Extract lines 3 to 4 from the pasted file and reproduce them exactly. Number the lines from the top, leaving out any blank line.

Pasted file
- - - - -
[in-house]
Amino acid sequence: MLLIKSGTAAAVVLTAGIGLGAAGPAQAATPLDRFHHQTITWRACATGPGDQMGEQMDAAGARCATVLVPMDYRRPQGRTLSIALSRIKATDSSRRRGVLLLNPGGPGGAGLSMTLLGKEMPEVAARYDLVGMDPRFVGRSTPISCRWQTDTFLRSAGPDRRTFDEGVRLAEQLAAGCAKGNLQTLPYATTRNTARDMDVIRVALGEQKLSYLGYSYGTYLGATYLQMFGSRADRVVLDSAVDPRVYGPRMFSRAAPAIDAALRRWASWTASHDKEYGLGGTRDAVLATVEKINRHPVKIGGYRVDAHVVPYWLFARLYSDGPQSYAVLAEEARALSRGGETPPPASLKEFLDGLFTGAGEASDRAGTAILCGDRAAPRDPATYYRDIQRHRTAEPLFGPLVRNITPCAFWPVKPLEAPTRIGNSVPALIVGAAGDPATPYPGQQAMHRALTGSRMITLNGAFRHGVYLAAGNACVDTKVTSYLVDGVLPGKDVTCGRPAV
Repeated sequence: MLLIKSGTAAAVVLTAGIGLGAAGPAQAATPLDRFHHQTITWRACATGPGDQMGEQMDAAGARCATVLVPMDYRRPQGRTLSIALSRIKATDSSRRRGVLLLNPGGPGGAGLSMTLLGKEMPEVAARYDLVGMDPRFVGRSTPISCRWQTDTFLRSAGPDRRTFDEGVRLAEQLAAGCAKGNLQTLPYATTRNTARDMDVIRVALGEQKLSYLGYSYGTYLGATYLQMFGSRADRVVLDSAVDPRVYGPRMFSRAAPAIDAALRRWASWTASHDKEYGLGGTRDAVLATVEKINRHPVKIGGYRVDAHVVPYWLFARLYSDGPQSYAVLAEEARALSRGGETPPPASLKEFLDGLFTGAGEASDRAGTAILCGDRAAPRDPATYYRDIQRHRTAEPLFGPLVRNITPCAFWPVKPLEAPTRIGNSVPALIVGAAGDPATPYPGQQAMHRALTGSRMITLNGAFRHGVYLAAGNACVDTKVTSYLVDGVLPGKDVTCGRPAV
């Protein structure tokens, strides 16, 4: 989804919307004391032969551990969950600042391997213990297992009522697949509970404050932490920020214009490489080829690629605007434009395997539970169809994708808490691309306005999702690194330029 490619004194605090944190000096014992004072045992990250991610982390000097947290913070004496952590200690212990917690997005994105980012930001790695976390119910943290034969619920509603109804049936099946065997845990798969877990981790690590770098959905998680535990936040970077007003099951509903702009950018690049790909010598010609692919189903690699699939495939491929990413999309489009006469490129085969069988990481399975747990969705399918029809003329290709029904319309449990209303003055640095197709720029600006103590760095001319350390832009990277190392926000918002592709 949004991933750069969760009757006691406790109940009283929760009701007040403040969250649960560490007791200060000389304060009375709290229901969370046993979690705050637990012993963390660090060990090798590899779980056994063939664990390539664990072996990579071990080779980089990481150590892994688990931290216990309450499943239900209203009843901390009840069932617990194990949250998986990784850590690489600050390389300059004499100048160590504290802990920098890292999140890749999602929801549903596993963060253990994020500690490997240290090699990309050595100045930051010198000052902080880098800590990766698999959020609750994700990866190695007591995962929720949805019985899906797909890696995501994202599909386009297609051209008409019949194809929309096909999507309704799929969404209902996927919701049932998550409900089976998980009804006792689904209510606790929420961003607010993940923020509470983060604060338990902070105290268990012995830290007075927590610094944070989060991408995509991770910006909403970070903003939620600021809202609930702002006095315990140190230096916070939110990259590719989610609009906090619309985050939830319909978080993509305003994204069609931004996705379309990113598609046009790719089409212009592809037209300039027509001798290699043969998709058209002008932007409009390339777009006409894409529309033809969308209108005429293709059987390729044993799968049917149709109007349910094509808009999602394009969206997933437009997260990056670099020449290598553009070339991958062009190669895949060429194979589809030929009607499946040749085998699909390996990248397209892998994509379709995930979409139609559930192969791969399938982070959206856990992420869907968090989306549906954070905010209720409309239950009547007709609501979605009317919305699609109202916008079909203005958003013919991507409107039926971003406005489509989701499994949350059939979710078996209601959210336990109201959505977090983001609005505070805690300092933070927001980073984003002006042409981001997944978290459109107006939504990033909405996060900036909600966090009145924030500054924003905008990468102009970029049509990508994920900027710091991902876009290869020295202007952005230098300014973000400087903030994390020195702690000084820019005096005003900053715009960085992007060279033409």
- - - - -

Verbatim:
Repeated sequence: MLLIKSGTAAAVVLTAGIGLGAAGPAQAATPLDRFHHQTITWRACATGPGDQMGEQMDAAGARCATVLVPMDYRRPQGRTLSIALSRIKATDSSRRRGVLLLNPGGPGGAGLSMTLLGKEMPEVAARYDLVGMDPRFVGRSTPISCRWQTDTFLRSAGPDRRTFDEGVRLAEQLAAGCAKGNLQTLPYATTRNTARDMDVIRVALGEQKLSYLGYSYGTYLGATYLQMFGSRADRVVLDSAVDPRVYGPRMFSRAAPAIDAALRRWASWTASHDKEYGLGGTRDAVLATVEKINRHPVKIGGYRVDAHVVPYWLFARLYSDGPQSYAVLAEEARALSRGGETPPPASLKEFLDGLFTGAGEASDRAGTAILCGDRAAPRDPATYYRDIQRHRTAEPLFGPLVRNITPCAFWPVKPLEAPTRIGNSVPALIVGAAGDPATPYPGQQAMHRALTGSRMITLNGAFRHGVYLAAGNACVDTKVTSYLVDGVLPGKDVTCGRPAV
């Protein structure tokens, strides 16, 4: 989804919307004391032969551990969950600042391997213990297992009522697949509970404050932490920020214009490489080829690629605007434009395997539970169809994708808490691309306005999702690194330029 490619004194605090944190000096014992004072045992990250991610982390000097947290913070004496952590200690212990917690997005994105980012930001790695976390119910943290034969619920509603109804049936099946065997845990798969877990981790690590770098959905998680535990936040970077007003099951509903702009950018690049790909010598010609692919189903690699699939495939491929990413999309489009006469490129085969069988990481399975747990969705399918029809003329290709029904319309449990209303003055640095197709720029600006103590760095001319350390832009990277190392926000918002592709 949004991933750069969760009757006691406790109940009283929760009701007040403040969250649960560490007791200060000389304060009375709290229901969370046993979690705050637990012993963390660090060990090798590899779980056994063939664990390539664990072996990579071990080779980089990481150590892994688990931290216990309450499943239900209203009843901390009840069932617990194990949250998986990784850590690489600050390389300059004499100048160590504290802990920098890292999140890749999602929801549903596993963060253990994020500690490997240290090699990309050595100045930051010198000052902080880098800590990766698999959020609750994700990866190695007591995962929720949805019985899906797909890696995501994202599909386009297609051209008409019949194809929309096909999507309704799929969404209902996927919701049932998550409900089976998980009804006792689904209510606790929420961003607010993940923020509470983060604060338990902070105290268990012995830290007075927590610094944070989060991408995509991770910006909403970070903003939620600021809202609930702002006095315990140190230096916070939110990259590719989610609009906090619309985050939830319909978080993509305003994204069609931004996705379309990113598609046009790719089409212009592809037209300039027509001798290699043969998709058209002008932007409009390339777009006409894409529309033809969308209108005429293709059987390729044993799968049917149709109007349910094509808009999602394009969206997933437009997260990056670099020449290598553009070339991958062009190669895949060429194979589809030929009607499946040749085998699909390996990248397209892998994509379709995930979409139609559930192969791969399938982070959206856990992420869907968090989306549906954070905010209720409309239950009547007709609501979605009317919305699609109202916008079909203005958003013919991507409107039926971003406005489509989701499994949350059939979710078996209601959210336990109201959505977090983001609005505070805690300092933070927001980073984003002006042409981001997944978290459109107006939504990033909405996060900036909600966090009145924030500054924003905008990468102009970029049509990508994920900027710091991902876009290869020295202007952005230098300014973000400087903030994390020195702690000084820019005096005003900053715009960085992007060279033409």